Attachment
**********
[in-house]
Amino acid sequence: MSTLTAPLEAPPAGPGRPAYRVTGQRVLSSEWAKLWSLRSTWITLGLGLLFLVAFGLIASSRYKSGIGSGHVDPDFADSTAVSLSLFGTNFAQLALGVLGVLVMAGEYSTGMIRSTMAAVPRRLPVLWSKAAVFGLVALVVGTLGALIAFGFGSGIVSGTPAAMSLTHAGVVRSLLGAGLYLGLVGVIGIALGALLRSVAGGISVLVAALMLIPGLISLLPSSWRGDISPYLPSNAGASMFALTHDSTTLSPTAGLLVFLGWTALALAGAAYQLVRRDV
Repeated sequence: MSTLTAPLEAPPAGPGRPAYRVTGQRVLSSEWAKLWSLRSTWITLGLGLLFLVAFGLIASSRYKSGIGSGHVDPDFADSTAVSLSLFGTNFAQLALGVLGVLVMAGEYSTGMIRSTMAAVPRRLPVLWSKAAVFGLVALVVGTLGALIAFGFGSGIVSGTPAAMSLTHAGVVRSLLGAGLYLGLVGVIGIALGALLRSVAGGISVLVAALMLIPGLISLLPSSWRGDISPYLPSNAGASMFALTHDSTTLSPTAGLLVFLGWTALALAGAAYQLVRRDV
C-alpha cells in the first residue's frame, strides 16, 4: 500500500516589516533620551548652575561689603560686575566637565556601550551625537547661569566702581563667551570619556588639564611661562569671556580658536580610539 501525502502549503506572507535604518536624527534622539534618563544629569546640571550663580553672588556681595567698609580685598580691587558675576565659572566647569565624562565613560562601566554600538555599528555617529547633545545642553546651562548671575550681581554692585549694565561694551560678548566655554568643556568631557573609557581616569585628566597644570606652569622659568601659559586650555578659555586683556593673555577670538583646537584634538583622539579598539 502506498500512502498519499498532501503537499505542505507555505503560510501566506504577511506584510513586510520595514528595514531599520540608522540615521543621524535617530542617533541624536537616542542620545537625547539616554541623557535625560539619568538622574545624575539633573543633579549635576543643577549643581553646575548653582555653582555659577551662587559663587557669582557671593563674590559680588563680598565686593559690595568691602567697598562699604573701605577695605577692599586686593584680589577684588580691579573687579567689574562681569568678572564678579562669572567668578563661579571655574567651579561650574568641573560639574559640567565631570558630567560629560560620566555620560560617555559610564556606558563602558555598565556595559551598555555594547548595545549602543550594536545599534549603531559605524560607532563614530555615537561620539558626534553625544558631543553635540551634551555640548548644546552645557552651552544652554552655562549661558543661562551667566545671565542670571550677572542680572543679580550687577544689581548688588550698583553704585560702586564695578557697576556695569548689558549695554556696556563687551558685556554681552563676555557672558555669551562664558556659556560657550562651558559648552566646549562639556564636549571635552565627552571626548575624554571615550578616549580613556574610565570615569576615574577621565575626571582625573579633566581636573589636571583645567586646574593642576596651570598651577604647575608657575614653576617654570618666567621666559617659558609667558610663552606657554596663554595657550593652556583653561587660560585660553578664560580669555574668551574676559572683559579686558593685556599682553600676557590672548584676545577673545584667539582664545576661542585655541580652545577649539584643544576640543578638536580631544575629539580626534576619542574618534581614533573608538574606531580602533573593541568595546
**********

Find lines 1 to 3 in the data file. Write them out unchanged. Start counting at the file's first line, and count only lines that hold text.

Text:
[in-house]
Amino acid sequence: MSTLTAPLEAPPAGPGRPAYRVTGQRVLSSEWAKLWSLRSTWITLGLGLLFLVAFGLIASSRYKSGIGSGHVDPDFADSTAVSLSLFGTNFAQLALGVLGVLVMAGEYSTGMIRSTMAAVPRRLPVLWSKAAVFGLVALVVGTLGALIAFGFGSGIVSGTPAAMSLTHAGVVRSLLGAGLYLGLVGVIGIALGALLRSVAGGISVLVAALMLIPGLISLLPSSWRGDISPYLPSNAGASMFALTHDSTTLSPTAGLLVFLGWTALALAGAAYQLVRRDV
Repeated sequence: MSTLTAPLEAPPAGPGRPAYRVTGQRVLSSEWAKLWSLRSTWITLGLGLLFLVAFGLIASSRYKSGIGSGHVDPDFADSTAVSLSLFGTNFAQLALGVLGVLVMAGEYSTGMIRSTMAAVPRRLPVLWSKAAVFGLVALVVGTLGALIAFGFGSGIVSGTPAAMSLTHAGVVRSLLGAGLYLGLVGVIGIALGALLRSVAGGISVLVAALMLIPGLISLLPSSWRGDISPYLPSNAGASMFALTHDSTTLSPTAGLLVFLGWTALALAGAAYQLVRRDV